China increases US farm imports, dismissing concerns over meeting goals of phase one trade deal

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China on Saturday moved again to pave the way to increase purchases of agricultural products from the US by lifting a ban on poultry products, as concerns over the implementation of the phase one trade agreement deepen due to the outbreak of the deadly coronavirus in China. 

After a series of risk assessments, China decided to further allow the import of poultry products from the US that meet its relevant laws and regulations, said a statement from China’s General Administration of Customs (GAC) on Saturday.

The move on Saturday was an extension of a decision in November 2019 to lift a nearly five-year ban on US poultry meat, which experts said would be conducive to China’s increased purchases of US agricultural products as agreed on in the phase one deal and meet growing domestic demand.

“To further expand poultry imports from the US is in line with both the phase one trade deal and domestic meat demand,” said Jiao Shanwei, editor-in-chief of, a website specializing in grain news.

In the phase one trade agreement signed last month, China agreed to increase imports of US agricultural and other goods by $200 billion over the next two years. But as the country continues to battle the coronavirus epidemic that has brought the country to a near-standstill, many – particularly in the US – have raised concerns about China’s willingness and ability to meet that goal.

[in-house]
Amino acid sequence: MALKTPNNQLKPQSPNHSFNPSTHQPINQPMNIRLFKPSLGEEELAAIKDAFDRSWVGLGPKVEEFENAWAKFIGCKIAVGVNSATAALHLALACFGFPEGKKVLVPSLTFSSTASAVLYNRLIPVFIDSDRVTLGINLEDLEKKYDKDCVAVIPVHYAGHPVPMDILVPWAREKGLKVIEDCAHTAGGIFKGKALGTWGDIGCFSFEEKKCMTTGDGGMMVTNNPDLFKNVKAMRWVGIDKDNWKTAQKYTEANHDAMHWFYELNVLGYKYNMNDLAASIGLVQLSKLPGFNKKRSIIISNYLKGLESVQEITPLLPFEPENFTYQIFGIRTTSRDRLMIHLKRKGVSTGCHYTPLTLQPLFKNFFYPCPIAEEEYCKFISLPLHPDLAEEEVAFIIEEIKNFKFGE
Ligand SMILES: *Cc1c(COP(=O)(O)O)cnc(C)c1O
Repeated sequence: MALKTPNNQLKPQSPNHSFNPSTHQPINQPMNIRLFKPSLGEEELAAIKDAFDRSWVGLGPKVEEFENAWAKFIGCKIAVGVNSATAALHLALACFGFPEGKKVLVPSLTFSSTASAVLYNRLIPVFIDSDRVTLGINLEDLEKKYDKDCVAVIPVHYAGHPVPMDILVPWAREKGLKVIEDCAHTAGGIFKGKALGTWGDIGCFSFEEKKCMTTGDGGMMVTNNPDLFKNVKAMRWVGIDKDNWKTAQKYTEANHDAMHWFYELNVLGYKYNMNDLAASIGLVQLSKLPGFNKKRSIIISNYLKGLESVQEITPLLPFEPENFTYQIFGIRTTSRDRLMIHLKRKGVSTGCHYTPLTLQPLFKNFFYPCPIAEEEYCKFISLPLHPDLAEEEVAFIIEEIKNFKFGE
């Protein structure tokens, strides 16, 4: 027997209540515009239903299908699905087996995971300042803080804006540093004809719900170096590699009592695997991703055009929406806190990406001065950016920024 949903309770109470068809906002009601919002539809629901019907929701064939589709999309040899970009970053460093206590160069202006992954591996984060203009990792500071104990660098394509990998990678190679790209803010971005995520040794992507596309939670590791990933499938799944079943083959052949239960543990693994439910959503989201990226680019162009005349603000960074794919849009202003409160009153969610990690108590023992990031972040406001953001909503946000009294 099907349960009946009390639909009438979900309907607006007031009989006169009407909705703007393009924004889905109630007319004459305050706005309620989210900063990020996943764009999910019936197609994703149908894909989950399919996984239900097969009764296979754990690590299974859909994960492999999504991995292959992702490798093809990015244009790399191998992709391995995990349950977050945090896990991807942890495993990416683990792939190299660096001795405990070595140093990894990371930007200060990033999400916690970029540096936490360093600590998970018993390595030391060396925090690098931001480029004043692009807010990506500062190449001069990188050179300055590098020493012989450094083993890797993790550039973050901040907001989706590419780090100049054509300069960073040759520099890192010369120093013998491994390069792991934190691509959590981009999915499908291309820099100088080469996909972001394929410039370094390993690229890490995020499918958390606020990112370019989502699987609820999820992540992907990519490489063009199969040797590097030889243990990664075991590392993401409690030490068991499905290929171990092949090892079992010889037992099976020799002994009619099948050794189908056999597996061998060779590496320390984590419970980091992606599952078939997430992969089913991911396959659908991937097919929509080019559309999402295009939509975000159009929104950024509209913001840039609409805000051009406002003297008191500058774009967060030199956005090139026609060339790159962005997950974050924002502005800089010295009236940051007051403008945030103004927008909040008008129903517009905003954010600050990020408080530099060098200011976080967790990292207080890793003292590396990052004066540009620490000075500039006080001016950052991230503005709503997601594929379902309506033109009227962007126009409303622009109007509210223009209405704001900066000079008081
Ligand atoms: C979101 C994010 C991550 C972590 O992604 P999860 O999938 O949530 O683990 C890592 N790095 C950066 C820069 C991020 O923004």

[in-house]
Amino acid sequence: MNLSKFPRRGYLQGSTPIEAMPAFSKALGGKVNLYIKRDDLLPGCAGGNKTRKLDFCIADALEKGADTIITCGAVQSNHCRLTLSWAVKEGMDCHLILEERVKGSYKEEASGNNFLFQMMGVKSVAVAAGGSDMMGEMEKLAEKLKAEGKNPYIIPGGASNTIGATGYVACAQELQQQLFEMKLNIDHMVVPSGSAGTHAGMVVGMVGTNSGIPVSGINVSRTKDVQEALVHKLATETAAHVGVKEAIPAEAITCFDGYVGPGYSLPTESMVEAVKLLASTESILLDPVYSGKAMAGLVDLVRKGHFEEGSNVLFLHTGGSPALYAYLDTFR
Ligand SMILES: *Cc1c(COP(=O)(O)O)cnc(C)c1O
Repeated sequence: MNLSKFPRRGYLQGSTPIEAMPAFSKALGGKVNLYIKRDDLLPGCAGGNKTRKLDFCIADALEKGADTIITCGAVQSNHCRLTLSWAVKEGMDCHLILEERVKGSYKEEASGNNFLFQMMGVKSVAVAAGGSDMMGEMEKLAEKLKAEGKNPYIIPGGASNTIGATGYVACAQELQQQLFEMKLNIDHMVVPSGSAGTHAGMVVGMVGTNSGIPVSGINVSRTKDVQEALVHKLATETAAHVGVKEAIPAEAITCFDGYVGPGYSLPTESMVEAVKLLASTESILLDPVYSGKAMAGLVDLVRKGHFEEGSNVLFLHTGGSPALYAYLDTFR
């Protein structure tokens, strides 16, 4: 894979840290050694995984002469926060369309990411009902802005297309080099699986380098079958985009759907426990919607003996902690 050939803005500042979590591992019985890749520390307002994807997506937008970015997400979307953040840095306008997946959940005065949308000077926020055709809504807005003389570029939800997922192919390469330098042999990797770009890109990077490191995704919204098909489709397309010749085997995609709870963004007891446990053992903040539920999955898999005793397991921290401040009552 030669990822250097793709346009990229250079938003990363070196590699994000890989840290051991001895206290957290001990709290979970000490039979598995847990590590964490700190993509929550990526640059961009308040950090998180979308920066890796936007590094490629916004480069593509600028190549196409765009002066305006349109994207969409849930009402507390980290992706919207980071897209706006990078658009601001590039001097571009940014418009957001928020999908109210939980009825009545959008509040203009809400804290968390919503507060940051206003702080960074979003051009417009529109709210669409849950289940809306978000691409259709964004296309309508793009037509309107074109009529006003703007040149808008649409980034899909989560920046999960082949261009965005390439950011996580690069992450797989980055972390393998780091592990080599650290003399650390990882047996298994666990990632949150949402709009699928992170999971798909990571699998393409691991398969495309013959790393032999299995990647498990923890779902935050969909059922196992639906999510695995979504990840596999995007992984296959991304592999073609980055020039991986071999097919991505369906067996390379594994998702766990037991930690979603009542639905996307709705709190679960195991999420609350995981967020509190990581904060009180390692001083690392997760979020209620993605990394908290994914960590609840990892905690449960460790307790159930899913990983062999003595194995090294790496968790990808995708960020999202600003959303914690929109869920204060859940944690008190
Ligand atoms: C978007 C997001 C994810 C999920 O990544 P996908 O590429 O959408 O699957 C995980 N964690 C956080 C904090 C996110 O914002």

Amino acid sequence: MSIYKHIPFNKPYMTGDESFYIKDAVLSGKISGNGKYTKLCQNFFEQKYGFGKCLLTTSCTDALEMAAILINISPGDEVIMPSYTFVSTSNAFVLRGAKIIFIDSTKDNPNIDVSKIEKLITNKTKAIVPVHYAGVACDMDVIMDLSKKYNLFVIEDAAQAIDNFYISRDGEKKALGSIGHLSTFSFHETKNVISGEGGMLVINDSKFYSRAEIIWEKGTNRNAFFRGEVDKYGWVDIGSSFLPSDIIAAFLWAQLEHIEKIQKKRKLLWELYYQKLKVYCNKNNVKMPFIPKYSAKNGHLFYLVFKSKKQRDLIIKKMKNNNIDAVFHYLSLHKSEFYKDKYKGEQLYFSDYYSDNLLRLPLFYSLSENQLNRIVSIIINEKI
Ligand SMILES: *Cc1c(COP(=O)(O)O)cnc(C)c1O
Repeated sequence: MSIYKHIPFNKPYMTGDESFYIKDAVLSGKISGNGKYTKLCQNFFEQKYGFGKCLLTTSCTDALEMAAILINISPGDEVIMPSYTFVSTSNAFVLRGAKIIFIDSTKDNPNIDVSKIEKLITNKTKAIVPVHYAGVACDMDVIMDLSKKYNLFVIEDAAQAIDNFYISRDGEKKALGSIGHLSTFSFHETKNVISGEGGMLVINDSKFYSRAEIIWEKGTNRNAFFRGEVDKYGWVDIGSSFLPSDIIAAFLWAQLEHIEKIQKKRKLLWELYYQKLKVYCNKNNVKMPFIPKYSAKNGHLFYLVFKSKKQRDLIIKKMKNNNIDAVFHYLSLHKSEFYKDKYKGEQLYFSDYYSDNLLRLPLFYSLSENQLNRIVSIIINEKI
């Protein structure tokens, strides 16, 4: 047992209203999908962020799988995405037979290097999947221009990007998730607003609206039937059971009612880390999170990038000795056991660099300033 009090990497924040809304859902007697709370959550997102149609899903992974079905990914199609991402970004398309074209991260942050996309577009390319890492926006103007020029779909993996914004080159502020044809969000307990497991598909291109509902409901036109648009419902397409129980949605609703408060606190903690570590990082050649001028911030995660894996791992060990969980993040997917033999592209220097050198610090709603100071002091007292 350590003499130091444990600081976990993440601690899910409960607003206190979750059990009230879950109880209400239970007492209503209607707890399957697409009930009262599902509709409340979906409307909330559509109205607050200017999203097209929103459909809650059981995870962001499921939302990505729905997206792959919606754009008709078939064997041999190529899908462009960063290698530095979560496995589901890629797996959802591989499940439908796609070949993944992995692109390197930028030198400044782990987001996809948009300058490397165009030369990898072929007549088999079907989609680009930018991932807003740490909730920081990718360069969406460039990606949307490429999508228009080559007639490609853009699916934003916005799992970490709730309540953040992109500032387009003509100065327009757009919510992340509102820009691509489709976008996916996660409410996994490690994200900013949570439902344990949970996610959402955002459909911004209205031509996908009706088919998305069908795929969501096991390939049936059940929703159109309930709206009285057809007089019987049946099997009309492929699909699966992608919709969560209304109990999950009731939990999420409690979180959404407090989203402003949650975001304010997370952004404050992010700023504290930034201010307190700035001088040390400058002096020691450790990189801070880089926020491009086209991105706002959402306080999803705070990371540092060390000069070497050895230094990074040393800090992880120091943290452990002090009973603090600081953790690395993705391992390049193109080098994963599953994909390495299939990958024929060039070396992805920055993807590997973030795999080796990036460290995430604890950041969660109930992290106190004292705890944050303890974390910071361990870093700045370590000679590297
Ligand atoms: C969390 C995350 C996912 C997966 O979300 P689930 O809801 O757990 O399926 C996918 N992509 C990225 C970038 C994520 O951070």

Chinese officials and analysts have maintained that China will be able to fulfill its commitment once the epidemic is over and has so far refrained from invoking a force majeure clause in the agreement to consult with US officials.

Chinese Foreign Minister Wang Yi said in an interview with Reuters over the weekend that China will honor its promises. “Whatever we have agreed to, we will make it happen,” said Wang, adding that China’s massive market will rebound after the epidemic is over.

The US is bringing new difficulties to the implementation of the agreement by comprehensively restricting bilateral personnel exchanges, Wang said, stressing that the US should consider how to avoid unnecessary trade and personnel restrictions along with the WHO’s recommendations, and overcome possible inconvenience in the implementation of the agreement while continuing the epidemic prevention.

“China will keep its promises in the phase one trade deal, while the US should also do so,” Wang said.

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